Sharing Thoughts From a Book I Found: Part Two


Continued from previous post…

Another thing I like about the way the author writes is that refers to the patient’s narrative memory versus historical truth.

It is helpful to see the therapeutic process as an exploration of the client’s narrative memory rather than a search for historical truth.”

 

She delves a lot into memory which is a large reason I wanted to read this book. She talks about how memory works and how traumatic memory is different. She gives advice about the therapist not contaminating the client’s narrative with outside stuff but instead letting the client talk in their own way.

She discusses dissociation and it’s effect on memory which is of course very important to me and many of you as well.

 

She also talks about memory surrounding trauma not always being in an understandable, chronological order. Instead she lists many different kinds of memory and then explains each one. I had never heard of many of these kinds of memory and I really her liked not pigeonholing memory into only a few boxes. I’ll list the different types here:

  • Sensory memories
  • Body memories
  • Emotional memories
  • Childlike memories
  • Composite memories
  • Snapshot memories
  • Filmic memories
  • Flashback memories
  • Nocturnal flashbacks
  • Nightmares
  • Aftermath memories
  • Tip-of -the-iceberg memories
  • Screen memories
  • Telescoped memories
  • Blocking memories
  • Intrusive memories
  • Stuck memories

She also discourages therapist from adopting a “shopping list” attitude about symptoms their clients may have. No two survivors are alike and their experiences are all unique.

I found as I read the first part of the book that I could find issues I deal with in several categories for different types of survivors. I would lean more to one kind but it wasn’t as easy as saying, “Oh! I’m that type of survivor!” The good thing is that it’s okay. CSA is complicated and the effects are far-reaching and also complicated so why would survivors fit into neat little nooks?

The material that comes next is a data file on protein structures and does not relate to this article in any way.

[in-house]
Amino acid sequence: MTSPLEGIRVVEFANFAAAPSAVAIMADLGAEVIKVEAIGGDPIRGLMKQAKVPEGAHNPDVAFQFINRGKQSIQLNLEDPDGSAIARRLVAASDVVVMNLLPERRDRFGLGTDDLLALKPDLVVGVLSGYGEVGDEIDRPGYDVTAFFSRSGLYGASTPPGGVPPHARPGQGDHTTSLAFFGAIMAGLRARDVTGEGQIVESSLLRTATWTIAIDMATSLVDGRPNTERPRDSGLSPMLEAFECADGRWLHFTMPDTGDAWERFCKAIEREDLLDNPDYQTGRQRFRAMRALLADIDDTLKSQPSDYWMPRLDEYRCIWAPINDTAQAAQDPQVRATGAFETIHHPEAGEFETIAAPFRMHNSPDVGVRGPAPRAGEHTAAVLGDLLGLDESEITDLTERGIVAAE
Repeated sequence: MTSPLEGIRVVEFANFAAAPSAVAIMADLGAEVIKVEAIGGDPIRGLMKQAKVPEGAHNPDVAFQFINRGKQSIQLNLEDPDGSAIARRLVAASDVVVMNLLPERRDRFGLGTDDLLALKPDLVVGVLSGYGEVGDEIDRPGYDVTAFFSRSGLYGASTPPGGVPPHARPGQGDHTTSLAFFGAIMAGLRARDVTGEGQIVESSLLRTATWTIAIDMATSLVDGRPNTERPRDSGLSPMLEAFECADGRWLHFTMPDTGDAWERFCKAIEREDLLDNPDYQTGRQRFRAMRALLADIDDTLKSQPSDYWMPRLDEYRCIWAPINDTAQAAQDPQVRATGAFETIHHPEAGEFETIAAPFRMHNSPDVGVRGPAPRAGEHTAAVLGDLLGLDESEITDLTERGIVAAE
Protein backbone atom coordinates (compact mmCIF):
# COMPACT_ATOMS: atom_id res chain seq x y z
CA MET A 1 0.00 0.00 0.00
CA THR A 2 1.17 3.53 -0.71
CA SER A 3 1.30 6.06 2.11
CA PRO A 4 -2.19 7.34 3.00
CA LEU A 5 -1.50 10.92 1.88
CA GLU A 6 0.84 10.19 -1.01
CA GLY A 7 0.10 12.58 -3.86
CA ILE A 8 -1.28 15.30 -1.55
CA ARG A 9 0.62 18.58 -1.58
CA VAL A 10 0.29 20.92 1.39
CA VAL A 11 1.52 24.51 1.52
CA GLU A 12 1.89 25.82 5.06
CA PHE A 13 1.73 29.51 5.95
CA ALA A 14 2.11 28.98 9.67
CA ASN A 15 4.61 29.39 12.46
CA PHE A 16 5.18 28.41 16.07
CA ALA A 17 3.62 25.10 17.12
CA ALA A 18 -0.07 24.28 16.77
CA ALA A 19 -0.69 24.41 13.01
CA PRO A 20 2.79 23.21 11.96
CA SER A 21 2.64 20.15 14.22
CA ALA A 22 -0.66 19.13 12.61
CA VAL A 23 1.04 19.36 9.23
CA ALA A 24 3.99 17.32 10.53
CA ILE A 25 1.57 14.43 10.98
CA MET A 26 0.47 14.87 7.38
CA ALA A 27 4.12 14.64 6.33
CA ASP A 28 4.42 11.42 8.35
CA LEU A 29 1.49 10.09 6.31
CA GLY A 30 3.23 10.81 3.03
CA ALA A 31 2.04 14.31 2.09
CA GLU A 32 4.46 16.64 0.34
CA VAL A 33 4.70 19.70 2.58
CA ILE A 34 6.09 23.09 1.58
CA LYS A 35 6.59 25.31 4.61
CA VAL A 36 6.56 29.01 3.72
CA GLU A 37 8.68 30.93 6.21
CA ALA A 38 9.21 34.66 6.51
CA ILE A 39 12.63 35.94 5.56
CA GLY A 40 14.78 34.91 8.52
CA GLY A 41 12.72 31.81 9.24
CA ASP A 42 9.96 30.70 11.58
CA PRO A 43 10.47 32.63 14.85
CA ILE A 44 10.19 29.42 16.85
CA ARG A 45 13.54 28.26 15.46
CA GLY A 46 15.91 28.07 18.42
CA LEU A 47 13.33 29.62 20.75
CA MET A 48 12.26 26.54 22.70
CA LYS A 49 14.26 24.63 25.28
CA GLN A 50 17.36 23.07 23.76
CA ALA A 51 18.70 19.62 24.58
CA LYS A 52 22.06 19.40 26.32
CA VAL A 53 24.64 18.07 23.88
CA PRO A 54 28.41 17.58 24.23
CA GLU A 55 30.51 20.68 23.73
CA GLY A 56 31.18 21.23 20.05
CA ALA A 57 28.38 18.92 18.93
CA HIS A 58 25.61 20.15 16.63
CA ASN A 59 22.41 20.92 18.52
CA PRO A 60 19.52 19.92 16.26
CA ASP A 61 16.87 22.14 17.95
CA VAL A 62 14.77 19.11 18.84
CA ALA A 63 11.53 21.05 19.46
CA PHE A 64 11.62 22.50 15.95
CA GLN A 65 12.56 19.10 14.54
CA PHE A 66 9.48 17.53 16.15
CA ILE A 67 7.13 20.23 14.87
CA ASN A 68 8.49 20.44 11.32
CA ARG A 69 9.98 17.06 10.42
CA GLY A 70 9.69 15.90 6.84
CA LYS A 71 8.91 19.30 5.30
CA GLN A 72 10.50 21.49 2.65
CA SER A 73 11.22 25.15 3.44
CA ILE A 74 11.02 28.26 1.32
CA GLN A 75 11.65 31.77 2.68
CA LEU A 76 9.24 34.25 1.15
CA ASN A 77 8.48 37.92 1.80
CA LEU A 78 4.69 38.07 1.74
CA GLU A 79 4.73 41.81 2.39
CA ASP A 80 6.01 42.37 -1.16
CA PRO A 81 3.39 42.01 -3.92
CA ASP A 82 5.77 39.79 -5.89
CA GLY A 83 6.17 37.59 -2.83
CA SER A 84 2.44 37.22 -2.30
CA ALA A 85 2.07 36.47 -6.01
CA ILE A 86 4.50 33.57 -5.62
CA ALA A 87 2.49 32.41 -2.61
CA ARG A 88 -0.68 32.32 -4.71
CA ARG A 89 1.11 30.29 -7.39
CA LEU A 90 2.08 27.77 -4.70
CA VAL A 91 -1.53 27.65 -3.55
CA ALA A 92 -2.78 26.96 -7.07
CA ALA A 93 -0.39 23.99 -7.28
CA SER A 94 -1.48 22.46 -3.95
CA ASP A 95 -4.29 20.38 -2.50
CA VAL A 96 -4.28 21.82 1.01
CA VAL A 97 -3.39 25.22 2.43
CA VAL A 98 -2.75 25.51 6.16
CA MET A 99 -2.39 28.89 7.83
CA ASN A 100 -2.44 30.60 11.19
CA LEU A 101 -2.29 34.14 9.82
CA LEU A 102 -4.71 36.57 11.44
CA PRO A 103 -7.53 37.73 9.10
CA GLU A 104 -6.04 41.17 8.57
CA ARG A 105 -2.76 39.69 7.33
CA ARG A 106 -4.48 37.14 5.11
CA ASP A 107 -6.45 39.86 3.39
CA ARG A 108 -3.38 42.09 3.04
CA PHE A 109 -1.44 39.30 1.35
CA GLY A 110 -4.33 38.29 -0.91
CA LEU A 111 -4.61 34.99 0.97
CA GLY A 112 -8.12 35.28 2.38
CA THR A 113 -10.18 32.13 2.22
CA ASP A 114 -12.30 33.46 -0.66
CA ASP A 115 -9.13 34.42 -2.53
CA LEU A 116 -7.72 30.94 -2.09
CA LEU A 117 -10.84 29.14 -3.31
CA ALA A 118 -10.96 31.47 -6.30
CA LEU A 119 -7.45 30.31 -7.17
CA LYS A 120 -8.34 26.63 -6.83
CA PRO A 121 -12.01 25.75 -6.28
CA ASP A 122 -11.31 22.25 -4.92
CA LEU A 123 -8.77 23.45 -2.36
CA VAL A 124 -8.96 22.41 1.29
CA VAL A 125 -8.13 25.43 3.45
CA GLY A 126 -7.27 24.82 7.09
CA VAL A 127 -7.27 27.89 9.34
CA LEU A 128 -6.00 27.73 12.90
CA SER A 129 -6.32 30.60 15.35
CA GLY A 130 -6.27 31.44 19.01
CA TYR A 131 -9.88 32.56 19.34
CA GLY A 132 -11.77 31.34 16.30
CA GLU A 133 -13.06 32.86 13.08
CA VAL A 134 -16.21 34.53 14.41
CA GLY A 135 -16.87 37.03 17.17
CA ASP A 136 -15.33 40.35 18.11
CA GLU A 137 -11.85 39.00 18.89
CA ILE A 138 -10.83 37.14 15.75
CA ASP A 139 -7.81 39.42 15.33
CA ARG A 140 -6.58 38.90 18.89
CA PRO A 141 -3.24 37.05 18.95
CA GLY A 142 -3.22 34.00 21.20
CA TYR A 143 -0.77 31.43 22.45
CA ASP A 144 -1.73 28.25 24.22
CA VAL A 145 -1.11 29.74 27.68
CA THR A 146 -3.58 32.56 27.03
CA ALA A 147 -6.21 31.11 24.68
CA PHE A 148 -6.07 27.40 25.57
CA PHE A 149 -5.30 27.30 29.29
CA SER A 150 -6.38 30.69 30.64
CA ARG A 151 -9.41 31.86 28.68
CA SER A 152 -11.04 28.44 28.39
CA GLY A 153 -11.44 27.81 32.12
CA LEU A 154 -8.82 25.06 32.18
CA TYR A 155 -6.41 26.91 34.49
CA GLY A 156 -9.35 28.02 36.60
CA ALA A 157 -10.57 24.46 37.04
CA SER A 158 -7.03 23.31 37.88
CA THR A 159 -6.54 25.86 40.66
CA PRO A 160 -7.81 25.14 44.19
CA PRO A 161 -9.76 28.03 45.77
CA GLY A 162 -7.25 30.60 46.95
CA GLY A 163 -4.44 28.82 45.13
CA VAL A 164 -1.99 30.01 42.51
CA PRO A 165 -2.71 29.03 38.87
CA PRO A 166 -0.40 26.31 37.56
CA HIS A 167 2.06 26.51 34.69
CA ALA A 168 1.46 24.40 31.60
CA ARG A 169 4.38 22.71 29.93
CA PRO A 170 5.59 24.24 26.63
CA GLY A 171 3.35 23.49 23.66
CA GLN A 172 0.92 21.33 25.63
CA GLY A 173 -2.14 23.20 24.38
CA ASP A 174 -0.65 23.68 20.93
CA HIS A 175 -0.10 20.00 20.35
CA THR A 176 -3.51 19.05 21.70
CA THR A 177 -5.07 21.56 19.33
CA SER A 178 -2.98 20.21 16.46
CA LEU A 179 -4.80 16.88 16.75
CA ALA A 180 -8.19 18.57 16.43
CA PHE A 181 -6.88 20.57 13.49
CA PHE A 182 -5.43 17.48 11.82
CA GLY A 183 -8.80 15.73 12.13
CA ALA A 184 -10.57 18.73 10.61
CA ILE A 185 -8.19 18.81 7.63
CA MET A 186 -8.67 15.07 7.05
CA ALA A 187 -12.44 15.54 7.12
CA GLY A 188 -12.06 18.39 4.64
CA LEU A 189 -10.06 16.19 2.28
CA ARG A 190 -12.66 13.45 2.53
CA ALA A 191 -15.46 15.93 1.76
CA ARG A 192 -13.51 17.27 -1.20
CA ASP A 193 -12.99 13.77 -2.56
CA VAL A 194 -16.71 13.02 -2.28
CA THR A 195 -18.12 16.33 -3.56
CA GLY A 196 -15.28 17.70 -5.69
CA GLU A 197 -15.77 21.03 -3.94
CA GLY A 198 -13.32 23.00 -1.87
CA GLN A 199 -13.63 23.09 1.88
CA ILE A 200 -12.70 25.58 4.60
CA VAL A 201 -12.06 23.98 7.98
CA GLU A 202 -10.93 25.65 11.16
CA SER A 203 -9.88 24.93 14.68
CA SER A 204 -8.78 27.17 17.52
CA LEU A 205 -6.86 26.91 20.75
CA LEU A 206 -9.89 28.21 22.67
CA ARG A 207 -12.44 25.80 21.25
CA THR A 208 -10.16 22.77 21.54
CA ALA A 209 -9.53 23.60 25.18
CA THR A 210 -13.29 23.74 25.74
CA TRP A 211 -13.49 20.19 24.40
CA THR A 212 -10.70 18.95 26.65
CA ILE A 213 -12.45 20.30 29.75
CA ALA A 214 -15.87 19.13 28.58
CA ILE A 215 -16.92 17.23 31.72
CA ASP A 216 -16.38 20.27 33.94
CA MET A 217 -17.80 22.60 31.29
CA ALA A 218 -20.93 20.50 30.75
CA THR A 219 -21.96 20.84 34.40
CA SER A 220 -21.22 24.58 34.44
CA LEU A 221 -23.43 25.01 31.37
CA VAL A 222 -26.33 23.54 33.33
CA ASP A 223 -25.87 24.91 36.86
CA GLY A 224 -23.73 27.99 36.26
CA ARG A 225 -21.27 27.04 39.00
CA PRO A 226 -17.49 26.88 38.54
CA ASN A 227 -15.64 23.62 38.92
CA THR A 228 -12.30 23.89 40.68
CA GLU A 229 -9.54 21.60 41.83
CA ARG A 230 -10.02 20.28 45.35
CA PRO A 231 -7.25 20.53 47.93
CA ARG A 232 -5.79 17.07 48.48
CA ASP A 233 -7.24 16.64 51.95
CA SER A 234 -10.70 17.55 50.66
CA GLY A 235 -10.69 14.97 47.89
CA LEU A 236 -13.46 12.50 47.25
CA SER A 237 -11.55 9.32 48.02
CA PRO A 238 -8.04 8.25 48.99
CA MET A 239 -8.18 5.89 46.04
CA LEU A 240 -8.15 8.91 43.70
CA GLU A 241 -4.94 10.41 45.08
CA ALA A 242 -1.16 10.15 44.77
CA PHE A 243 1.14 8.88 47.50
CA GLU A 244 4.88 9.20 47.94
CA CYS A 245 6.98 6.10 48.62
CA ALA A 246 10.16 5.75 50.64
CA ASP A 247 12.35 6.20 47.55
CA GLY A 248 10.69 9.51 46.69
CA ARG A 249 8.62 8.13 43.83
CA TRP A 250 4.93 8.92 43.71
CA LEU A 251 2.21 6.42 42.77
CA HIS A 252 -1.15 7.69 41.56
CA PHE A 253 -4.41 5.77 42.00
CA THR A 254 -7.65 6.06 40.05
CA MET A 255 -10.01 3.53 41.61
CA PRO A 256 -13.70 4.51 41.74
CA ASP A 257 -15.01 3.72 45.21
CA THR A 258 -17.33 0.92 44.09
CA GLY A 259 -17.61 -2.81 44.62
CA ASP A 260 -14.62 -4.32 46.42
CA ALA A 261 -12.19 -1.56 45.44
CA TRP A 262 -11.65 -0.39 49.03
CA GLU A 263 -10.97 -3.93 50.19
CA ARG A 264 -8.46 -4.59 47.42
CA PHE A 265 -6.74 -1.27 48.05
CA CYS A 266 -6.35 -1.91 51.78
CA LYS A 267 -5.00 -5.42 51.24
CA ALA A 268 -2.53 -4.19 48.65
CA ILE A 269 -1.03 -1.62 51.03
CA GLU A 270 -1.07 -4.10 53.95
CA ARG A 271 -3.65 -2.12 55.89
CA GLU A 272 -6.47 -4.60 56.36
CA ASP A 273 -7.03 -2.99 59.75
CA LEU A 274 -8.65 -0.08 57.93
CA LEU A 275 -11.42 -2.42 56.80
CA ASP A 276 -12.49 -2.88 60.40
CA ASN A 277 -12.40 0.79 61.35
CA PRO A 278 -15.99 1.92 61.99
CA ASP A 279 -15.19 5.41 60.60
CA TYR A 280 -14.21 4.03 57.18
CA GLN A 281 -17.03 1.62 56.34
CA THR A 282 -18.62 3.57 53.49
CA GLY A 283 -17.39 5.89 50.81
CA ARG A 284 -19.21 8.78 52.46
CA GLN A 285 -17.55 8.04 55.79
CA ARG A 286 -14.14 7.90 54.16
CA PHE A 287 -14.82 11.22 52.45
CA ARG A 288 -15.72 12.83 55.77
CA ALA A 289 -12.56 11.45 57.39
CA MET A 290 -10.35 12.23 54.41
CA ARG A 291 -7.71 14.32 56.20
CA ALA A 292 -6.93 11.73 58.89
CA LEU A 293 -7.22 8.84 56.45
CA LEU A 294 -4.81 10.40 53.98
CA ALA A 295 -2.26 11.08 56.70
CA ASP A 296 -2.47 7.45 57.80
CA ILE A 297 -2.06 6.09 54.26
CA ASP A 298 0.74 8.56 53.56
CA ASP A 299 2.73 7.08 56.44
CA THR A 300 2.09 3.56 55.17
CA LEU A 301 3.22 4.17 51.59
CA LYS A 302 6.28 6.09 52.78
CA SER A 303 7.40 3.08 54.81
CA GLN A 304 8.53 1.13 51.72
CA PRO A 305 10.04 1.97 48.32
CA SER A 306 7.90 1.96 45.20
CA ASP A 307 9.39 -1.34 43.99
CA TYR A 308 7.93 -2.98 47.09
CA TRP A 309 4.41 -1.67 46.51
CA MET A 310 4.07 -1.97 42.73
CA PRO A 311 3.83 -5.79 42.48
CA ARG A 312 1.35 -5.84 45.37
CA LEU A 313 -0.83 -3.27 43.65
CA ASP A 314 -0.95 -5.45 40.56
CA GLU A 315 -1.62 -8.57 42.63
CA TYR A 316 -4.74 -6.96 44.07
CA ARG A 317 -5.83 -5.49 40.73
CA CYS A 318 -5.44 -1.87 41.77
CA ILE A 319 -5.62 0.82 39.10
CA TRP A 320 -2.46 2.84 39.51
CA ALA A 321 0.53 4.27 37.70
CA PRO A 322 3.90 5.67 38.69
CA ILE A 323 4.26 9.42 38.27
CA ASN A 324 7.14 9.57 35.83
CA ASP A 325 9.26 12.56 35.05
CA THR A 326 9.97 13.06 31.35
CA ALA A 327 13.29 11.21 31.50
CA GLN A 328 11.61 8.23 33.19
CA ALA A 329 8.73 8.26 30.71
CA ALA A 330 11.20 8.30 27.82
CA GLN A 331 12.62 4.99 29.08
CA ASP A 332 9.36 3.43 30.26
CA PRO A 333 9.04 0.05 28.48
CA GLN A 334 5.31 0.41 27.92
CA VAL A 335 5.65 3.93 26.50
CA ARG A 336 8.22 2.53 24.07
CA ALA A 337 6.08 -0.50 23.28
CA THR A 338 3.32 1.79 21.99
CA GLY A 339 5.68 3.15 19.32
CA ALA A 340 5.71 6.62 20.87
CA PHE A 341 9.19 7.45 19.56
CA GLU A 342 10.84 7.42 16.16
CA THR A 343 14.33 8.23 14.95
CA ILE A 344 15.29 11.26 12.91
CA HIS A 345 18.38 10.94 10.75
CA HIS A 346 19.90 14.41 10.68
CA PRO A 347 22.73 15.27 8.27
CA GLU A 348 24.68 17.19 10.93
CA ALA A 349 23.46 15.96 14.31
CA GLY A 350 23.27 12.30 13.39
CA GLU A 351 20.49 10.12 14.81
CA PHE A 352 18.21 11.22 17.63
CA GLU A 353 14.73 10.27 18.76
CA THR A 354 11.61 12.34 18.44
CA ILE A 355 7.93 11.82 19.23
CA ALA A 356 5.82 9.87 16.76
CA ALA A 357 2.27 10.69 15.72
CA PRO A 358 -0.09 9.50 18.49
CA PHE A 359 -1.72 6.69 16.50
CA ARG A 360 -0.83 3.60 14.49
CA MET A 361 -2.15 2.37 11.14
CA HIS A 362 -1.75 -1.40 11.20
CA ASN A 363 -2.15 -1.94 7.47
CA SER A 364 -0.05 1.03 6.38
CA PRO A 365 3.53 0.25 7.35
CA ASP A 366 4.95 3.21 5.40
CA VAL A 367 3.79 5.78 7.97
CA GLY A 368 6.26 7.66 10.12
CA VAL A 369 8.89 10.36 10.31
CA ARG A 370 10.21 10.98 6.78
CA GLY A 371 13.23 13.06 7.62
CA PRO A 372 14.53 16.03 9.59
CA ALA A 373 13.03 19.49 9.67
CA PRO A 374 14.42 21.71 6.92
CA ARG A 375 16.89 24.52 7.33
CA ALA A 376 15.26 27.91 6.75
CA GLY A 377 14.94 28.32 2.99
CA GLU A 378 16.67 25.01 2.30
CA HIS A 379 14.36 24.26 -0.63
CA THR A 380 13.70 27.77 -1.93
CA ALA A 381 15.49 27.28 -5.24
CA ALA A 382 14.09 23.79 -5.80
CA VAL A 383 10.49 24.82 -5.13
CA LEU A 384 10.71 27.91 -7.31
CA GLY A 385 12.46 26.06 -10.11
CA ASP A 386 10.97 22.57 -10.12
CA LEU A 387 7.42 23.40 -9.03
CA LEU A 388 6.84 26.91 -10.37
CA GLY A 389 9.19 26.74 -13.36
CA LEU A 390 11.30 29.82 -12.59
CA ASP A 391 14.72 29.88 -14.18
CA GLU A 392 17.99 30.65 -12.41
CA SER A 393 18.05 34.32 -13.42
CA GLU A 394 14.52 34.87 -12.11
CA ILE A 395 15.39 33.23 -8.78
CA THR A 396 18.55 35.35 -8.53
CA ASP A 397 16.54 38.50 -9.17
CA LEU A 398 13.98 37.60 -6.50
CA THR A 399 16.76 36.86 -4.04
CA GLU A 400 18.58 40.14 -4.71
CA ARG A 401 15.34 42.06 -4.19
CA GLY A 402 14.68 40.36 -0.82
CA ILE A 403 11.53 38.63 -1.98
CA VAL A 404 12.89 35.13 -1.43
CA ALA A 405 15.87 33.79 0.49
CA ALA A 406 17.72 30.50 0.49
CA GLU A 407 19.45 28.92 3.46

It can be a little overwhelming to see yourself reflected so well in the experiences of other therapists. It occurred to me several times that my finding so much I can relate to could imply some uncomfortable possibilities. I made a point of not reading too much of the book too fast, and taking a break when I felt like my brain had enough for the day.

I don’t advocate any particular books or authors anymore and not every piece of literature will speak to every person so I haven’t named the textbook here. However, if you want to know the title just ask.

If I find anything else that I want to share I’ll write posts about them.

 

 

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About CimmarianInk

Abuse Survivor Diagnosed with Bipolar Disorder PTSD and Dissociative Identity Disorder (DID) also known as Multiple Personalities
This entry was posted in DID, dissociation, dissociative identity disorder, Incest, Post Traumatic Stress Disorder, PTSD, Sexual Abuse, Therapy, Trauma and tagged , , , , , , . Bookmark the permalink.

7 Responses to Sharing Thoughts From a Book I Found: Part Two

  1. Freasha1964 says:

    Wow, isn’t so SO comforting to find out that you aren’t the only one whose brain is doing these “weird” things in response to such traumatic events? Just a little corroboration goes a long way. I am so proud of you for plugging away at this to pursue your ideal health.

    • CimmarianInk says:

      Hi Freasha 🙂

      It *is* comforting yes. With any kind of abuse or trauma it can be very isolating, so knowing you’re not as weird as you think is pretty nice. Good to see you as always!

  2. Freasha1964 says:

    And…I was thinking of you, and Meredith, and some others the other nights as PBS aired a documentary called Kind Hearted Woman. It was about a woman trying to keep herself together and her children with her while facing mental illness precipitated (or I am assuming) by her CSA. I thought she was very courageous to open her life to the world. I don’t know if you saw it, or even if that is something that would have hit too close to home to be able to bear.

    See? I do think about you all quite often. 🙂 .

    • CimmarianInk says:

      Hi Freasha,

      I did not see that but I would’ve liked to. Talking about abuse helps remove the stigma but we have a long way to go so any well done informative and balanced programming is good.

      And I think about you too. ((hugs))

  3. strangelings says:

    That sounds like a really interesting book. I’d like to know what it is, please.

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